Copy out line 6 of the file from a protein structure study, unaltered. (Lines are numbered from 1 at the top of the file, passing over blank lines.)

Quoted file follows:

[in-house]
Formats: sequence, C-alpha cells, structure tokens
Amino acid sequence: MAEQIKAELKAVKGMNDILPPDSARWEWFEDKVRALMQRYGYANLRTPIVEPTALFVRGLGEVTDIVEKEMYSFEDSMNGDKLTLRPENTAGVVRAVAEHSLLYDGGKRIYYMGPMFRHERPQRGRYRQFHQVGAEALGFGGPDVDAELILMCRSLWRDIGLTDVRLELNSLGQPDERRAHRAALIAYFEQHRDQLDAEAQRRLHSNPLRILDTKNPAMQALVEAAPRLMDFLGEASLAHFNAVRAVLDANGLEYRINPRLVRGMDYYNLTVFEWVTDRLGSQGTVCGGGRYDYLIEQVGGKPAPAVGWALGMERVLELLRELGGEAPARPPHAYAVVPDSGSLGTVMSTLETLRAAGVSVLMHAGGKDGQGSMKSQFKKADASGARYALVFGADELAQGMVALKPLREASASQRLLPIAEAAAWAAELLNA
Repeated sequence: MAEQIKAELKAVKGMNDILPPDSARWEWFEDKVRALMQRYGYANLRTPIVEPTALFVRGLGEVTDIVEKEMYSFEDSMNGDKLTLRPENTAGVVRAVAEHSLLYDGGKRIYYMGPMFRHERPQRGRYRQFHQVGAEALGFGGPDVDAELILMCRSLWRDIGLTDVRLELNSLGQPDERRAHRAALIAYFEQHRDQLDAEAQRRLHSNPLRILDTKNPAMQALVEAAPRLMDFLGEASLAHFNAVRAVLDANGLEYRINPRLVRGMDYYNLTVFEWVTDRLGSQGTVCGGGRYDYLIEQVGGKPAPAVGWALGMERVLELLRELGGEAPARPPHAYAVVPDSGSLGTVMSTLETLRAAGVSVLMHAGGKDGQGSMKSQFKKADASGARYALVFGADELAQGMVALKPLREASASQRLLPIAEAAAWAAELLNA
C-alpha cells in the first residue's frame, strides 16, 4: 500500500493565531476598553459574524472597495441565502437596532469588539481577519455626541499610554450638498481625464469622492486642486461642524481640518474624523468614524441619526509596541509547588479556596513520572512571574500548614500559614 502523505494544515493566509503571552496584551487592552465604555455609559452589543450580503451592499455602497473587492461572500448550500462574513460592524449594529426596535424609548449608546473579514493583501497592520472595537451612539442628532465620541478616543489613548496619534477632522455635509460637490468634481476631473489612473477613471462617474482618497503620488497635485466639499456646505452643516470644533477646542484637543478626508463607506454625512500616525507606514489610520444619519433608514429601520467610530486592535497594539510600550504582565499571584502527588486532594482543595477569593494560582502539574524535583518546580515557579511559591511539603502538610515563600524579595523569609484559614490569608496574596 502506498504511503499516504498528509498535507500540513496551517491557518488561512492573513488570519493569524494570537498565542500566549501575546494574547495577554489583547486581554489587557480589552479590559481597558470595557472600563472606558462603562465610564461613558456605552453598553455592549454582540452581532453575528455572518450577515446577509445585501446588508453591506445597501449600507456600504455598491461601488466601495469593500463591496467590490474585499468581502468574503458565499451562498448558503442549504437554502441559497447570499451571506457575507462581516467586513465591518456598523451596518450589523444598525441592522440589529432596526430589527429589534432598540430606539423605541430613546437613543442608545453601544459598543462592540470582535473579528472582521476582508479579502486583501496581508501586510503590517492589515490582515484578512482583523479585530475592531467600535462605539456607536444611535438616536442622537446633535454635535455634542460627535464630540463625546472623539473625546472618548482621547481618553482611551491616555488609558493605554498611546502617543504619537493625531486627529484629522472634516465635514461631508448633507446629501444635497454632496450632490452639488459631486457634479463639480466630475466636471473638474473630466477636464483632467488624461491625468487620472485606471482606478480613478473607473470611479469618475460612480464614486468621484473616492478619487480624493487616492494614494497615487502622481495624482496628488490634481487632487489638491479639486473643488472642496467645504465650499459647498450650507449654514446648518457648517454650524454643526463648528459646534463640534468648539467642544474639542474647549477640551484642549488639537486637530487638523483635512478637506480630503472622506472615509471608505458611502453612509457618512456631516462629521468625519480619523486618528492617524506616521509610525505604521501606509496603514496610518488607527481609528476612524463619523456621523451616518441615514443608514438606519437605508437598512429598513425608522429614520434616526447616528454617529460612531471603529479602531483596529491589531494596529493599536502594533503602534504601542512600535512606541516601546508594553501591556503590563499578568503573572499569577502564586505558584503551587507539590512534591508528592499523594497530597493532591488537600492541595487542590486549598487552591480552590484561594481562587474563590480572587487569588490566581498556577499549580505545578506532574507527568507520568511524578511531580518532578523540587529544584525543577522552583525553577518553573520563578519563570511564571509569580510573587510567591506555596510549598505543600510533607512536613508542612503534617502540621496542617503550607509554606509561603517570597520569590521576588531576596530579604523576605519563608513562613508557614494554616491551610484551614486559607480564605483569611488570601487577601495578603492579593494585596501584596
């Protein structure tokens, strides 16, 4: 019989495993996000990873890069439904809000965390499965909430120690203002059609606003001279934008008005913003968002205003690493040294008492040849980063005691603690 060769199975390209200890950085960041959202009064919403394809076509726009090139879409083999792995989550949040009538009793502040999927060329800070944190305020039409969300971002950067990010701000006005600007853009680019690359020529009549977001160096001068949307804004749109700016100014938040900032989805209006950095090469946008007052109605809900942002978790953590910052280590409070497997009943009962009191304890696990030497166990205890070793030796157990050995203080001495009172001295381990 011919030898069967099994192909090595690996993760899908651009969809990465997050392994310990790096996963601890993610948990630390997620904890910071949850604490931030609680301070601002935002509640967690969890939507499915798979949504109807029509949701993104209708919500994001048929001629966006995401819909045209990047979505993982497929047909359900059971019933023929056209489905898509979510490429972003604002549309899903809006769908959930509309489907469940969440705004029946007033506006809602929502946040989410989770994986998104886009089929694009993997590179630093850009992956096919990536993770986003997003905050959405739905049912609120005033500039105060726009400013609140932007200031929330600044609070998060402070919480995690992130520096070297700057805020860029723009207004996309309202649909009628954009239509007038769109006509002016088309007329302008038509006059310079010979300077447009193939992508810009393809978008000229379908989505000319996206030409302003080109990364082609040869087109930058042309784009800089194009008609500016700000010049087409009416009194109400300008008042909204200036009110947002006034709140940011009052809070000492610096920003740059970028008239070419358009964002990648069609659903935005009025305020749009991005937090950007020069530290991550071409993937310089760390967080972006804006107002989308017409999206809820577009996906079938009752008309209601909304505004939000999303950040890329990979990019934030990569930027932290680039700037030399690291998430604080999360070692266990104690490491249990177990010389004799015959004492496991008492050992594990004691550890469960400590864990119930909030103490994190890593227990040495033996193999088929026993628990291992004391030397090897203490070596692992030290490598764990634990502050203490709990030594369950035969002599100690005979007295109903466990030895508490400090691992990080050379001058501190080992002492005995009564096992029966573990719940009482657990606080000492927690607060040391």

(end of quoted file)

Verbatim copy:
């Protein structure tokens, strides 16, 4: 019989495993996000990873890069439904809000965390499965909430120690203002059609606003001279934008008005913003968002205003690493040294008492040849980063005691603690 060769199975390209200890950085960041959202009064919403394809076509726009090139879409083999792995989550949040009538009793502040999927060329800070944190305020039409969300971002950067990010701000006005600007853009680019690359020529009549977001160096001068949307804004749109700016100014938040900032989805209006950095090469946008007052109605809900942002978790953590910052280590409070497997009943009962009191304890696990030497166990205890070793030796157990050995203080001495009172001295381990 011919030898069967099994192909090595690996993760899908651009969809990465997050392994310990790096996963601890993610948990630390997620904890910071949850604490931030609680301070601002935002509640967690969890939507499915798979949504109807029509949701993104209708919500994001048929001629966006995401819909045209990047979505993982497929047909359900059971019933023929056209489905898509979510490429972003604002549309899903809006769908959930509309489907469940969440705004029946007033506006809602929502946040989410989770994986998104886009089929694009993997590179630093850009992956096919990536993770986003997003905050959405739905049912609120005033500039105060726009400013609140932007200031929330600044609070998060402070919480995690992130520096070297700057805020860029723009207004996309309202649909009628954009239509007038769109006509002016088309007329302008038509006059310079010979300077447009193939992508810009393809978008000229379908989505000319996206030409302003080109990364082609040869087109930058042309784009800089194009008609500016700000010049087409009416009194109400300008008042909204200036009110947002006034709140940011009052809070000492610096920003740059970028008239070419358009964002990648069609659903935005009025305020749009991005937090950007020069530290991550071409993937310089760390967080972006804006107002989308017409999206809820577009996906079938009752008309209601909304505004939000999303950040890329990979990019934030990569930027932290680039700037030399690291998430604080999360070692266990104690490491249990177990010389004799015959004492496991008492050992594990004691550890469960400590864990119930909030103490994190890593227990040495033996193999088929026993628990291992004391030397090897203490070596692992030290490598764990634990502050203490709990030594369950035969002599100690005979007295109903466990030895508490400090691992990080050379001058501190080992002492005995009564096992029966573990719940009482657990606080000492927690607060040391």